As a Texas maritime employer, your workers face a high risk of experiencing a work-related injury or fatality. The Jones Act, also known as the Merchant Marine Act of 1920, addresses what you have to do as an employer when it comes to creating and maintaining a safe, comfortable place for them to work.
According to PBS, the Jones Act requires that you do the following to help keep your maritime workers safe on the job.
Keep your vessel free from defects
If one of your workers suffers an on-the-job injury because you or a supervisor neglected to maintain a safe work environment, the Jones Act gives that employee a possible way to hold you accountable. To do so, your worker has to show that you were aware that the vessel your employees worked on was inadequate. Workers also have to show that the issue with the vessel is what was responsible for their maritime injury.
If your worker is able to show negligence on your behalf, he or she may be able to secure the same compensation he or she would in a traditional personal injury case. More specifically, the employee may be able to get compensation to cover damages relating to pain, suffering, medical care, mental anguish and so on.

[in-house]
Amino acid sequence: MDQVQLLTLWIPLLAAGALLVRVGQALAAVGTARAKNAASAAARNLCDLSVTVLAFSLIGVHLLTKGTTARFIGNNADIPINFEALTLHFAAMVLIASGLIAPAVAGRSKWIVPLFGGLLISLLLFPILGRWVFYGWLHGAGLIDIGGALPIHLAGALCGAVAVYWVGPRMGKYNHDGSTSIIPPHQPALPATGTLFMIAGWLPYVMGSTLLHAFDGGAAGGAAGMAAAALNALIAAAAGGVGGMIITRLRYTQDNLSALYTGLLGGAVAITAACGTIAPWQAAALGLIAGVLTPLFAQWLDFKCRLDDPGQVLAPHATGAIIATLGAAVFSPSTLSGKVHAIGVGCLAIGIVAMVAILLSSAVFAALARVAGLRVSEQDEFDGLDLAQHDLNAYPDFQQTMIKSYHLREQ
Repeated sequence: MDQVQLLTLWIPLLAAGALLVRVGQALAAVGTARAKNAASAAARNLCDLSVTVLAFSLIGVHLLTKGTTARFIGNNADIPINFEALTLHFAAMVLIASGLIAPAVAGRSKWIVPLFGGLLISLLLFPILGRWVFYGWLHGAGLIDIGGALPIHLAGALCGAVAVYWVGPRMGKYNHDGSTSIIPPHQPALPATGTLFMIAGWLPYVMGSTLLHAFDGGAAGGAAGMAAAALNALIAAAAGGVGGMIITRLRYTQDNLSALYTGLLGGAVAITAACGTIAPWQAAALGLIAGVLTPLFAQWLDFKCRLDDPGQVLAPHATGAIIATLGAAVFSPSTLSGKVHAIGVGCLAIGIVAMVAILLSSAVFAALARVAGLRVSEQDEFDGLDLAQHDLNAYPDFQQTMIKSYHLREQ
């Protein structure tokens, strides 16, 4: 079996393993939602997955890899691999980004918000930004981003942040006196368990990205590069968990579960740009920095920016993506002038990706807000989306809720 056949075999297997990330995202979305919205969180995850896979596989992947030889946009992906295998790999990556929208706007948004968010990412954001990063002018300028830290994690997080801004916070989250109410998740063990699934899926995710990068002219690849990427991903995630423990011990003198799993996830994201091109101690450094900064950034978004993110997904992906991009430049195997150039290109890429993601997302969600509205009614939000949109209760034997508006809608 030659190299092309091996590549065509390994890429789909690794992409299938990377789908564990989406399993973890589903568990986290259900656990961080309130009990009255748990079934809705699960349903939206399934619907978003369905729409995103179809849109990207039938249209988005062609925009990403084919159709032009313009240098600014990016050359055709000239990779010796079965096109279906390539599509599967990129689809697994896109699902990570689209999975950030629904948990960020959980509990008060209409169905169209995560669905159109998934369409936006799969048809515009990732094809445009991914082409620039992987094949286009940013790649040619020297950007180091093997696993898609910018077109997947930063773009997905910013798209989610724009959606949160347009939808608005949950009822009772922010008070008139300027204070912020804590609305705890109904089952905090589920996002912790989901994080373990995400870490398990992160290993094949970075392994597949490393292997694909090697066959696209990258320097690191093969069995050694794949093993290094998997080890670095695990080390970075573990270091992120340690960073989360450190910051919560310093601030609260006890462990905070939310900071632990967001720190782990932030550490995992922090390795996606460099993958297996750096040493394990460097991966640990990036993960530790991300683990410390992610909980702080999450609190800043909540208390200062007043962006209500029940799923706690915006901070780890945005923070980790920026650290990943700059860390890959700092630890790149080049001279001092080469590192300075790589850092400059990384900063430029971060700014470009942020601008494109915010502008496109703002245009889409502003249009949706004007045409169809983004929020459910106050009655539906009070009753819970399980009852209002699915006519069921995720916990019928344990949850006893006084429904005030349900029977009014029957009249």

Provide medical care and protect your workers against exploitation
The Jones Act also protects maritime workers against exploitation and sets guidelines when it comes to you offering them adequate medical care when the need arises. It also stipulates that you must uphold certain standards when it comes to boat maintenance, crew training and licensure, on-deck safety equipment and compliance with U.S. Environmental Protection Agency rules and regulations.
Employees who wish to sue you under the Jones Act must do so within a specific timeframe.